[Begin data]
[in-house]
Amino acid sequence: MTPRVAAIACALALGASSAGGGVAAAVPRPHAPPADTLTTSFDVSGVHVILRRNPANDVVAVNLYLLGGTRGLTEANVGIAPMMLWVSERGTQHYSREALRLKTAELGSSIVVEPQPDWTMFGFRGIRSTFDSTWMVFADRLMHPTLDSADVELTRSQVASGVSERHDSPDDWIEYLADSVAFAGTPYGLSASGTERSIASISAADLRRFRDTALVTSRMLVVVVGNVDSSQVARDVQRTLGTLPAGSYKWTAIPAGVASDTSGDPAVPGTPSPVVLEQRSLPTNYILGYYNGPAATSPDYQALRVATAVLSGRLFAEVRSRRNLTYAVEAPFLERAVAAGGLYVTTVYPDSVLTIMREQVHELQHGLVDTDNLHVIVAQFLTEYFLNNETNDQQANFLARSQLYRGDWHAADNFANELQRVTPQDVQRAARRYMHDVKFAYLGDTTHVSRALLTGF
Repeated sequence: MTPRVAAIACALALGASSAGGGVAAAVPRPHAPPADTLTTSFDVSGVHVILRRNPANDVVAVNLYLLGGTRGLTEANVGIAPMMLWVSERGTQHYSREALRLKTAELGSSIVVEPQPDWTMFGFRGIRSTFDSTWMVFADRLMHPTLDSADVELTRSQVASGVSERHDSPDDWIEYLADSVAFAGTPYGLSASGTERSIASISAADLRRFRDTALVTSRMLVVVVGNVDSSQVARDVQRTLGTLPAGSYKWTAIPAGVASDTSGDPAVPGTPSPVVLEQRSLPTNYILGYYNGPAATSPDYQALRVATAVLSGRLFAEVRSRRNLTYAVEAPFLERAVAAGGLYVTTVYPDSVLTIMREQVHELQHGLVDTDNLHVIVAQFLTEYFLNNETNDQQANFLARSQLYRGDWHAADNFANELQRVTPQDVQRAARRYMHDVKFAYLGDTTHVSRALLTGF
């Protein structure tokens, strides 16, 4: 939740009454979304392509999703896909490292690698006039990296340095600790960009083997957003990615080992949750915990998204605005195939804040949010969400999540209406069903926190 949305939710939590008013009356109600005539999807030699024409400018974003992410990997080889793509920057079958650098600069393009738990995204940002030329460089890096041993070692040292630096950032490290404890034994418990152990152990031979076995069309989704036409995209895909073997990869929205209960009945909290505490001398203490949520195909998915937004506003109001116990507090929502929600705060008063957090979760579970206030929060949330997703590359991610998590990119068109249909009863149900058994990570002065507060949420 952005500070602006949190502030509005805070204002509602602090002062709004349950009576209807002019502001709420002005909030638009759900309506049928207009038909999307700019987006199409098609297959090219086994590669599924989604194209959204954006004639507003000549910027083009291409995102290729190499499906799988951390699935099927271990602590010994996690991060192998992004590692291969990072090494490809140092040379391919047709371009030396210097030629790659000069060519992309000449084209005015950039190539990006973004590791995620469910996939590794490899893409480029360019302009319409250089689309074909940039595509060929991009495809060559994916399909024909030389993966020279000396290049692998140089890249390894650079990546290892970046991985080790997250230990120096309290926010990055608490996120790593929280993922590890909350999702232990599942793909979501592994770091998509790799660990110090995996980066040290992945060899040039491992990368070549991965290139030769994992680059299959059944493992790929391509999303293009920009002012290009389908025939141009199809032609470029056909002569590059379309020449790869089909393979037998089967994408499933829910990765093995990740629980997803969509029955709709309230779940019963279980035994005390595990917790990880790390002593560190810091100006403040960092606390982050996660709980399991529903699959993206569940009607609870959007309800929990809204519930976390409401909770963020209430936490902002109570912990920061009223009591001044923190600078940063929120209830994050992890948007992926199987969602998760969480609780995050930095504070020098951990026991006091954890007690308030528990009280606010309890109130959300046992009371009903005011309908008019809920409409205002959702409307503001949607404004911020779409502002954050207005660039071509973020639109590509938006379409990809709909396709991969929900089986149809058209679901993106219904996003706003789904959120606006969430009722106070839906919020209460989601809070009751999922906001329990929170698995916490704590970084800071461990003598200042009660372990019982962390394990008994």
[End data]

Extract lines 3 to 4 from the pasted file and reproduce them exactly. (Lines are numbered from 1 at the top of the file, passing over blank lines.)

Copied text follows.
Repeated sequence: MTPRVAAIACALALGASSAGGGVAAAVPRPHAPPADTLTTSFDVSGVHVILRRNPANDVVAVNLYLLGGTRGLTEANVGIAPMMLWVSERGTQHYSREALRLKTAELGSSIVVEPQPDWTMFGFRGIRSTFDSTWMVFADRLMHPTLDSADVELTRSQVASGVSERHDSPDDWIEYLADSVAFAGTPYGLSASGTERSIASISAADLRRFRDTALVTSRMLVVVVGNVDSSQVARDVQRTLGTLPAGSYKWTAIPAGVASDTSGDPAVPGTPSPVVLEQRSLPTNYILGYYNGPAATSPDYQALRVATAVLSGRLFAEVRSRRNLTYAVEAPFLERAVAAGGLYVTTVYPDSVLTIMREQVHELQHGLVDTDNLHVIVAQFLTEYFLNNETNDQQANFLARSQLYRGDWHAADNFANELQRVTPQDVQRAARRYMHDVKFAYLGDTTHVSRALLTGF
């Protein structure tokens, strides 16, 4: 939740009454979304392509999703896909490292690698006039990296340095600790960009083997957003990615080992949750915990998204605005195939804040949010969400999540209406069903926190 949305939710939590008013009356109600005539999807030699024409400018974003992410990997080889793509920057079958650098600069393009738990995204940002030329460089890096041993070692040292630096950032490290404890034994418990152990152990031979076995069309989704036409995209895909073997990869929205209960009945909290505490001398203490949520195909998915937004506003109001116990507090929502929600705060008063957090979760579970206030929060949330997703590359991610998590990119068109249909009863149900058994990570002065507060949420 952005500070602006949190502030509005805070204002509602602090002062709004349950009576209807002019502001709420002005909030638009759900309506049928207009038909999307700019987006199409098609297959090219086994590669599924989604194209959204954006004639507003000549910027083009291409995102290729190499499906799988951390699935099927271990602590010994996690991060192998992004590692291969990072090494490809140092040379391919047709371009030396210097030629790659000069060519992309000449084209005015950039190539990006973004590791995620469910996939590794490899893409480029360019302009319409250089689309074909940039595509060929991009495809060559994916399909024909030389993966020279000396290049692998140089890249390894650079990546290892970046991985080790997250230990120096309290926010990055608490996120790593929280993922590890909350999702232990599942793909979501592994770091998509790799660990110090995996980066040290992945060899040039491992990368070549991965290139030769994992680059299959059944493992790929391509999303293009920009002012290009389908025939141009199809032609470029056909002569590059379309020449790869089909393979037998089967994408499933829910990765093995990740629980997803969509029955709709309230779940019963279980035994005390595990917790990880790390002593560190810091100006403040960092606390982050996660709980399991529903699959993206569940009607609870959007309800929990809204519930976390409401909770963020209430936490902002109570912990920061009223009591001044923190600078940063929120209830994050992890948007992926199987969602998760969480609780995050930095504070020098951990026991006091954890007690308030528990009280606010309890109130959300046992009371009903005011309908008019809920409409205002959702409307503001949607404004911020779409502002954050207005660039071509973020639109590509938006379409990809709909396709991969929900089986149809058209679901993106219904996003706003789904959120606006969430009722106070839906919020209460989601809070009751999922906001329990929170698995916490704590970084800071461990003598200042009660372990019982962390394990008994």